ISBN: 80-7215-210-6|Published: 2003|Pages: 136|SOLD
Binding: Softbound|Format: 160 x 180 mm|Graphic design: Pavel Lev, Studio Najbrt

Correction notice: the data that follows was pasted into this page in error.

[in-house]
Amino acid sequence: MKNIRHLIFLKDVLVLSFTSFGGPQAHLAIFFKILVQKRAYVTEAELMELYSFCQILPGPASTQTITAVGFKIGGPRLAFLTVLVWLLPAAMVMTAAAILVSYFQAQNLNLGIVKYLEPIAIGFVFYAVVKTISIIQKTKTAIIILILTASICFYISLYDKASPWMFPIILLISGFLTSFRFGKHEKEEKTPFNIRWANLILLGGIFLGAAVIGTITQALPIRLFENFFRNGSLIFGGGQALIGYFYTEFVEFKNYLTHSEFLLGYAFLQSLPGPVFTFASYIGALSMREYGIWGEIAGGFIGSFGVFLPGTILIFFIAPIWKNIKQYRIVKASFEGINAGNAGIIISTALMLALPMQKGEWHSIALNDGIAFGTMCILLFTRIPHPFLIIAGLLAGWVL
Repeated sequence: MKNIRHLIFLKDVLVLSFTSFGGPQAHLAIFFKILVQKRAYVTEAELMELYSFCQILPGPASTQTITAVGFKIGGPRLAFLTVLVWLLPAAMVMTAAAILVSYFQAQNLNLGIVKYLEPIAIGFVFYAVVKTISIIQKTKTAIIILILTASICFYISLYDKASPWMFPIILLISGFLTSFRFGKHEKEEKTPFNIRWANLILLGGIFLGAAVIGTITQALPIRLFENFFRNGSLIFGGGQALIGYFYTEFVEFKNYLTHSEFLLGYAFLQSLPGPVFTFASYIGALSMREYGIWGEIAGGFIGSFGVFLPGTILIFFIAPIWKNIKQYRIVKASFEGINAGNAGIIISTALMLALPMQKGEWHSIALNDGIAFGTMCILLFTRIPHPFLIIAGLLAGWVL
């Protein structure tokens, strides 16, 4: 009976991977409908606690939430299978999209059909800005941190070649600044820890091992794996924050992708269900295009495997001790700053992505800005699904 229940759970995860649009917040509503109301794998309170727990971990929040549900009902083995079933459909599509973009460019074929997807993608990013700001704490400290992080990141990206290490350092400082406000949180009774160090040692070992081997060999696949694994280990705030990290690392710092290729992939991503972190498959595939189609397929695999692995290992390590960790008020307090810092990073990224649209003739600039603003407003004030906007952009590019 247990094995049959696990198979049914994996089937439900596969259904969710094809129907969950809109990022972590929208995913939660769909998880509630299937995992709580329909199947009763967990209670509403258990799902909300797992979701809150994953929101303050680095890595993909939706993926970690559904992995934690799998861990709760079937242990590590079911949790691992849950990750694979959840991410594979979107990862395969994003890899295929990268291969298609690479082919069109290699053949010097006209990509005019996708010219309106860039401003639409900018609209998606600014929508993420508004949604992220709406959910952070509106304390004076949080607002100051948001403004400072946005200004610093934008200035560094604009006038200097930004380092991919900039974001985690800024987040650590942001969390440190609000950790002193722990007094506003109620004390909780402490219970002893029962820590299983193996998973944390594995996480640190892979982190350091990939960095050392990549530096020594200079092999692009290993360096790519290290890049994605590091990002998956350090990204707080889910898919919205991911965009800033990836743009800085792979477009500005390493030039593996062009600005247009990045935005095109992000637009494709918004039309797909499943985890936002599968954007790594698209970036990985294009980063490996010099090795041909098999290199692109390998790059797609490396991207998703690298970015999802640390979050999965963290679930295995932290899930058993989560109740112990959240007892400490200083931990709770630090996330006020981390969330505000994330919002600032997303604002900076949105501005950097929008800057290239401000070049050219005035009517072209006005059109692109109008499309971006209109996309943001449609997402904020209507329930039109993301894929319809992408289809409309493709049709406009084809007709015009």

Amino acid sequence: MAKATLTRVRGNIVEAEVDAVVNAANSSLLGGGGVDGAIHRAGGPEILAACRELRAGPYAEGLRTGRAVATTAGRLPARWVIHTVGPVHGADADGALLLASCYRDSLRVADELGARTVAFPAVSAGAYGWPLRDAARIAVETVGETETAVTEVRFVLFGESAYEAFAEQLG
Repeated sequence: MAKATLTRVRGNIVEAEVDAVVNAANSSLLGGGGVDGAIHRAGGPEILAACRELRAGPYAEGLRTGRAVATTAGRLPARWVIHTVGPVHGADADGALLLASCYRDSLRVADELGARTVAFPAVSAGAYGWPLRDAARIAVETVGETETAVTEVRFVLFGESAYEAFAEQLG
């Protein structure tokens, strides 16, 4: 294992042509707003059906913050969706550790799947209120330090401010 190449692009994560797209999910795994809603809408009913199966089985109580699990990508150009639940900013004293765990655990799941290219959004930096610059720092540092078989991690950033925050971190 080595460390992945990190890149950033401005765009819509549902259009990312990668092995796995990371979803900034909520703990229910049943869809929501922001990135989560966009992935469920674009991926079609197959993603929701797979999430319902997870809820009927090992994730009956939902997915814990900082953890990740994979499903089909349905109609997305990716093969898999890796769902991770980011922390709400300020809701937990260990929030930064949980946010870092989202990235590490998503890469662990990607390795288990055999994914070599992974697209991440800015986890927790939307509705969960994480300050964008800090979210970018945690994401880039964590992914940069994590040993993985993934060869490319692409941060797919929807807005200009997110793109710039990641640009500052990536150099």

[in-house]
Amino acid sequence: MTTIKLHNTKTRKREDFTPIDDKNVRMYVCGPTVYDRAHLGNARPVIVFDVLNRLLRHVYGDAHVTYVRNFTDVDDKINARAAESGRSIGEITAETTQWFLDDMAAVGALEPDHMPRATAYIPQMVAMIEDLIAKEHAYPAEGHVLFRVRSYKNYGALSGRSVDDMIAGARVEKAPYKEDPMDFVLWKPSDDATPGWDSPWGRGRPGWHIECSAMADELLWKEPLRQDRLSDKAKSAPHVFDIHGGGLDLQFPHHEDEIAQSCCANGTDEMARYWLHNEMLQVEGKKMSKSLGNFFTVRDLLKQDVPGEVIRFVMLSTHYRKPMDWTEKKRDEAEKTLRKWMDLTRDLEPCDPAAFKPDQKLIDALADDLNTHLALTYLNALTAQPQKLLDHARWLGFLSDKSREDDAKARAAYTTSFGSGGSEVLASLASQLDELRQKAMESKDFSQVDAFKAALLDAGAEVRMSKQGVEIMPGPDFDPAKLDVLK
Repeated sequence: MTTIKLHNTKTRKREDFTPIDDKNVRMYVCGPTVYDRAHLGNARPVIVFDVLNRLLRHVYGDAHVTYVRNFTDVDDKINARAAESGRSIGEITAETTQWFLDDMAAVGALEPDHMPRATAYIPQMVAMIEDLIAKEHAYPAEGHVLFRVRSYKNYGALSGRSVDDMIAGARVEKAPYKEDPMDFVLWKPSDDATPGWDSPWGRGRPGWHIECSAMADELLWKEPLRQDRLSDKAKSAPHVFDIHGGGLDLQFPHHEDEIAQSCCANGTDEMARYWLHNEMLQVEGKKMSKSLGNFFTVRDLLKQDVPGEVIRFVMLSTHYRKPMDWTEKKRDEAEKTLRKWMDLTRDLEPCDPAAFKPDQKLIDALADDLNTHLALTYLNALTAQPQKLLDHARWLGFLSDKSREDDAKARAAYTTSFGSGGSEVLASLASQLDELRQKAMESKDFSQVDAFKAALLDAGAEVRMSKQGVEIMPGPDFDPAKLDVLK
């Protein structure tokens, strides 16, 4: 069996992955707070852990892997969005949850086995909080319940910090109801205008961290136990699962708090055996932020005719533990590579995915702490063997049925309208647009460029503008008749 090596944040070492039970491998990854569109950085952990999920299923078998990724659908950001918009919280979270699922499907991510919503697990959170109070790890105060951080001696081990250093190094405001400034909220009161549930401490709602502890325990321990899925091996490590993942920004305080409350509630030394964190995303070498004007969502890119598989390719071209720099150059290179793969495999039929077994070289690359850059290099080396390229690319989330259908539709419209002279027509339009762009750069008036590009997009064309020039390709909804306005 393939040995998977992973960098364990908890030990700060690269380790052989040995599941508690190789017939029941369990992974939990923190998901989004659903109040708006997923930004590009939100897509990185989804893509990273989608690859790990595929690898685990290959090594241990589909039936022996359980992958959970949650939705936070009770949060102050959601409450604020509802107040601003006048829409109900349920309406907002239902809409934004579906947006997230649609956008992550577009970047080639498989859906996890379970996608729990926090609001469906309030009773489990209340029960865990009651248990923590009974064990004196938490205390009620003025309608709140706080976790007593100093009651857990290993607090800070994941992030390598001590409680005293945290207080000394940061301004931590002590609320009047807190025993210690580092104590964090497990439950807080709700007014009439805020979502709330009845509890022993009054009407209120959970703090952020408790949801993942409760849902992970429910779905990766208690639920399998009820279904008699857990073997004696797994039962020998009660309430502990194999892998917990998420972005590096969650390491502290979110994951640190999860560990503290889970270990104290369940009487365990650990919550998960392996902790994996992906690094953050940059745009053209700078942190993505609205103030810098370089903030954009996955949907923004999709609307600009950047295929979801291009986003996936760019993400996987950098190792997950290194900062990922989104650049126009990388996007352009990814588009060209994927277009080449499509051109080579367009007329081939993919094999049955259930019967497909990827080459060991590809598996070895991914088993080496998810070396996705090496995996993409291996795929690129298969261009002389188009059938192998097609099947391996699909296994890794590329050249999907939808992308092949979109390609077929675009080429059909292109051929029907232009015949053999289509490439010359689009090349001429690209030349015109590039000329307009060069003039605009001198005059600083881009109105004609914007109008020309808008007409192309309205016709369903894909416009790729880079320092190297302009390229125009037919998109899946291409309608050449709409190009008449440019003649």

Václav Chochola (1923–2005) is an exceptional figure in Czech photography, moving back and forth between art photography, documentary, and straightforward reporting. He has lived in direct contact with cultural events, and has found many of his motifs in the city, particularly on the outskirts of Prague, where he was born. He was inspired by Surrealism, the artists in Skupina 42, urban life and civilization, and post-war Existentialism. When first published in the 1960s, Chochola’s nudes became a fundamental part of Czech photography. In his fascinating portraits he has managed in simple shorthand to suggest a definite setting to help him capture the personality of his subject. A substantial number of his photographs use nontraditional techniques, and he has made photograms, montages, and “rollages.” His approach to his oeuvre, however, has always been purely photographic, from simple snapshots to intuitively staged reality. His friendships with numerous Czech artists, especially in the 1940s, 50s, and 60s, introduced him to many of the contemporary ideas, which he then expressed in unique photographic forms. The author of the introductory essay, Aleš Kuneš, is a critic, theorist of photography, exhibition organizer, and teacher at the Institute of Creative Photography, Silesian University, Opava.